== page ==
Stanley’s film itself takes the narrative of Lovecraft’s short story and uses it as a framing device to introduce the plot: beginning with a voice-over from the perspective of the surveyor to start off the film. It is a throwback to the short story which is told from the first person. The surveyor himself is actually, in the movie, a hydrologist and graduate from Miskatonic University Ward Phillips: whose name is a combination of the surname of Lovecraft’s Charles Dexter Ward from his own “Case” story, and Lovecraft’s own middle name.

However, this isn’t Ward’s story. And unlike his unnamed counterpart in the short story, he isn’t relating to us the story of Ammi Pierce who finds the Gardners and the corruption of their property. This is no pedestal narrative — the story of another told by a protagonist — even if it’s all framed to have happened in retrospect: which is funny, when you consider the temporal implications that occur in the film as it progresses. No, Ward is actually the hydrologist sent by the authorities to the land of the Gardners to survey it so they can build a bridge there. He is there in a great deal of the plot and he directly interacts with the Gardners without a middle man, so to speak.

The small details, the introductory visuals, are what grab me. As Ward enters the heavily forested land of the Gardners we see Barbie Doll limbs arranged on the branches in strange shapes not unlike Swastikas, which in turn have been depicted as Elder Signs of the Lovecraft variety or, in this case, they could have been in a flower petal arrangement. The best thing about symbolism is that one object can mean multiple things, or dimensions, at once as opposed to simply a one and/or the other allegory arrangement.

This is where we meet our first member of the Gardner family. You see, unlike the short story where they all seem to have archaic or Biblical-sounding names such as Nahum, Thaddeus, Merwin, and Zenas — and an unnamed Mrs. Gardner, the patriarch of the family is Nathan, his wife is Theresa, and their sons are Benny and Jack. In fact, the only one with a standout first name is the daughter of the family: Lavinia. She is the first person that Ward meets.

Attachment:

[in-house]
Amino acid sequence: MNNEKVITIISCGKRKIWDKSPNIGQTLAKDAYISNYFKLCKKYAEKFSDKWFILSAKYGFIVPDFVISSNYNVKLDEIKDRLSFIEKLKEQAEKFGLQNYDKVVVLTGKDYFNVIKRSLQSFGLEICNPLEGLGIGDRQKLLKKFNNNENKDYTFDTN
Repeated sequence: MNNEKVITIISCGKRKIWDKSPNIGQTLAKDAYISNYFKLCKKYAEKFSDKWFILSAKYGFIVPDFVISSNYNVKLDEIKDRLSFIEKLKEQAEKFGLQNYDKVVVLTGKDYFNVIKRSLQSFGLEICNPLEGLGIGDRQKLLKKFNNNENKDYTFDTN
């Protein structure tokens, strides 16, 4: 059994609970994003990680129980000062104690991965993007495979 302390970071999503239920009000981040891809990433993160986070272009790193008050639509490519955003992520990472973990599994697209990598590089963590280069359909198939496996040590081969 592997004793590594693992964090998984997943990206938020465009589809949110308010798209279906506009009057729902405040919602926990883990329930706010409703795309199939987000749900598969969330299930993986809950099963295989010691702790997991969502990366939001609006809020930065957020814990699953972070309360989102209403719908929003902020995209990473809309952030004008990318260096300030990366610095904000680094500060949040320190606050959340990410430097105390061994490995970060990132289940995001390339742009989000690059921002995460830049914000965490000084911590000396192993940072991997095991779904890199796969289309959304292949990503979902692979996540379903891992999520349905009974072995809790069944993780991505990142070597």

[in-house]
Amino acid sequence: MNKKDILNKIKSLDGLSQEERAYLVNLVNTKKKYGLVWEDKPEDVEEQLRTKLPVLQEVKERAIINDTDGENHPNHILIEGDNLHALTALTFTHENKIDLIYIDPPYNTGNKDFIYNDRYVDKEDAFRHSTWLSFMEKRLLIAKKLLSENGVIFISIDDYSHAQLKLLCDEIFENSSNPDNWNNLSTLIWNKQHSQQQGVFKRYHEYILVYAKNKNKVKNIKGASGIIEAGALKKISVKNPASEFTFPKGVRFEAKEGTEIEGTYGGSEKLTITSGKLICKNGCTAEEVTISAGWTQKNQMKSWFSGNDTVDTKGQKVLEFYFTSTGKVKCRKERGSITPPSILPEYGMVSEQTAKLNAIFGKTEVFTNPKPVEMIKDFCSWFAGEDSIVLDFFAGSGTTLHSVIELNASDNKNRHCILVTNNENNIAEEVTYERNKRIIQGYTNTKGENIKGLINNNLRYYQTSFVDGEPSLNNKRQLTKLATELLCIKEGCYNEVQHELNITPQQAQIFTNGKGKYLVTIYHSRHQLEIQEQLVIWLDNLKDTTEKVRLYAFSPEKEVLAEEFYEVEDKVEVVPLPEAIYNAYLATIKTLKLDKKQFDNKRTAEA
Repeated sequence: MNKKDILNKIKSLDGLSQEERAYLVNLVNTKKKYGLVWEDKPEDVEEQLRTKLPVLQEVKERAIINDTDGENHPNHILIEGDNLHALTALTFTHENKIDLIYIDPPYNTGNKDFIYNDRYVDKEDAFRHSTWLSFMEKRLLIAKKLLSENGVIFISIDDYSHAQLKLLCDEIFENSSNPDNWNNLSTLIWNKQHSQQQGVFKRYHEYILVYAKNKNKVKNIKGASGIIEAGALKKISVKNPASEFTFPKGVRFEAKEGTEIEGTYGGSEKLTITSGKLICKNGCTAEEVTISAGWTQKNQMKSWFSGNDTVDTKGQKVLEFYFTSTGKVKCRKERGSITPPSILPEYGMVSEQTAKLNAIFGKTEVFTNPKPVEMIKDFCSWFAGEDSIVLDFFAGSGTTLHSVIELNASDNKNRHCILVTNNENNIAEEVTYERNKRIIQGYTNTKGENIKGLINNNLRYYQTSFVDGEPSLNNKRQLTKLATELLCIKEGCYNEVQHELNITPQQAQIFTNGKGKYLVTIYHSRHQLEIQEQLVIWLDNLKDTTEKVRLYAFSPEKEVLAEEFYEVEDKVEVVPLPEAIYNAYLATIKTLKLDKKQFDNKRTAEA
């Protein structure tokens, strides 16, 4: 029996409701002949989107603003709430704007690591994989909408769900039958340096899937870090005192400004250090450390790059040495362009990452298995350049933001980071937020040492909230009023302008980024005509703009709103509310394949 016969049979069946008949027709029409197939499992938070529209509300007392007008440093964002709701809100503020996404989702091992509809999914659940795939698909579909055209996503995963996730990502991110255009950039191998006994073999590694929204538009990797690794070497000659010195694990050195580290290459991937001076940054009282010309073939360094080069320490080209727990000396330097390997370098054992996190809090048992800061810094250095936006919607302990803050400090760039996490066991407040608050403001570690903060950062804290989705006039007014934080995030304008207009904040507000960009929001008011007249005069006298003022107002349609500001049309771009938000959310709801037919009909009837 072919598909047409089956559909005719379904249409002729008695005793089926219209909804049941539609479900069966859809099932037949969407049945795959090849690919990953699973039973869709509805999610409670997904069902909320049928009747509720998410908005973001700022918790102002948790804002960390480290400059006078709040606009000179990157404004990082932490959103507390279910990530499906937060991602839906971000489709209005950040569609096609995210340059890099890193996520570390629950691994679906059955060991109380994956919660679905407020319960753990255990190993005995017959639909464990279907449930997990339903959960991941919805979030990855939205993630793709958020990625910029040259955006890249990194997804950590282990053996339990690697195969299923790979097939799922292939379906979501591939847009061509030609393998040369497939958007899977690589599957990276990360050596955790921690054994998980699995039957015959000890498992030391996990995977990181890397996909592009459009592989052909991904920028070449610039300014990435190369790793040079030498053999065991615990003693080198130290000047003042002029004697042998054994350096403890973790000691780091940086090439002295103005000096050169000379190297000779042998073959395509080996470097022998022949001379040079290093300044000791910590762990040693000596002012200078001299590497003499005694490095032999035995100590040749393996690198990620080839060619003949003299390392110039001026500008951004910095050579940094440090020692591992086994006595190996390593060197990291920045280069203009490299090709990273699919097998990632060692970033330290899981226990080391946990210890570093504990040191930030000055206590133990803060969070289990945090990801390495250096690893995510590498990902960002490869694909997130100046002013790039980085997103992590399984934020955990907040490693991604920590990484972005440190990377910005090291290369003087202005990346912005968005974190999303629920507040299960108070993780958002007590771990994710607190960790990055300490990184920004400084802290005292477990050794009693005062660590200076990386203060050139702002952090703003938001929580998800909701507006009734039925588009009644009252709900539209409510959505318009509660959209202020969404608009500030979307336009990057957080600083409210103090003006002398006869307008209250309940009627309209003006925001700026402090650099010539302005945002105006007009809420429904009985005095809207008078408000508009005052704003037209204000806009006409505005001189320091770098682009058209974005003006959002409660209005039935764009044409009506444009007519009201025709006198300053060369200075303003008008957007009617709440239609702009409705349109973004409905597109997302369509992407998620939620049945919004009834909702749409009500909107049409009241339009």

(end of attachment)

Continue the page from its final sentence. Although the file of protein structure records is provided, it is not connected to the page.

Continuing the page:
Now here is where the Cthulhu Mythos lore does unfold a bit. It’s a great example of Mythos retelling, or reinterpretation of Mythos parts. Lavinia’s name comes from poor Lavinia Whateley in Lovecraft’s “The Dunwich Horror”: the daughter of a warlock forced to bear the children — Wilbur Whateley and his invisible, monstrous sibling — from the extra-dimensional being Yog-Sothoth. That Lavinia is driven mad by the experience, and killed by her own unseen child, the aforementioned Dunwich Horror, later on in the story.

The Lavinia in Color Out of Space, however, is a young woman with occult background: or at least has ties to New Age magical practices and mysticism. Of course, if anything she seems more like an eclectic solo practitioner of witchcraft because Ward himself asks if she is in the Wiccan or Alexandrian traditions, and doesn’t seem to know the difference: even when Ward “guesses wrong.” I mean, the man did study at Miskatonic U and what is the paraphrase? Never go against a Miskatonic University graduate when the occult is on the line? Here is an interesting part of that discussion: Ward actually thinks she is an Alexandrian Wiccan: and while the Alexandrian tradition had been created by Alex and Maxine Sanders in 1960s Great Britain, it was Gerald Gardner in 1954 who first gathered and established the principles that would lead to Wicca. So of the two choices, Ward would have been wrong in considering Lavinia an Alexandrian.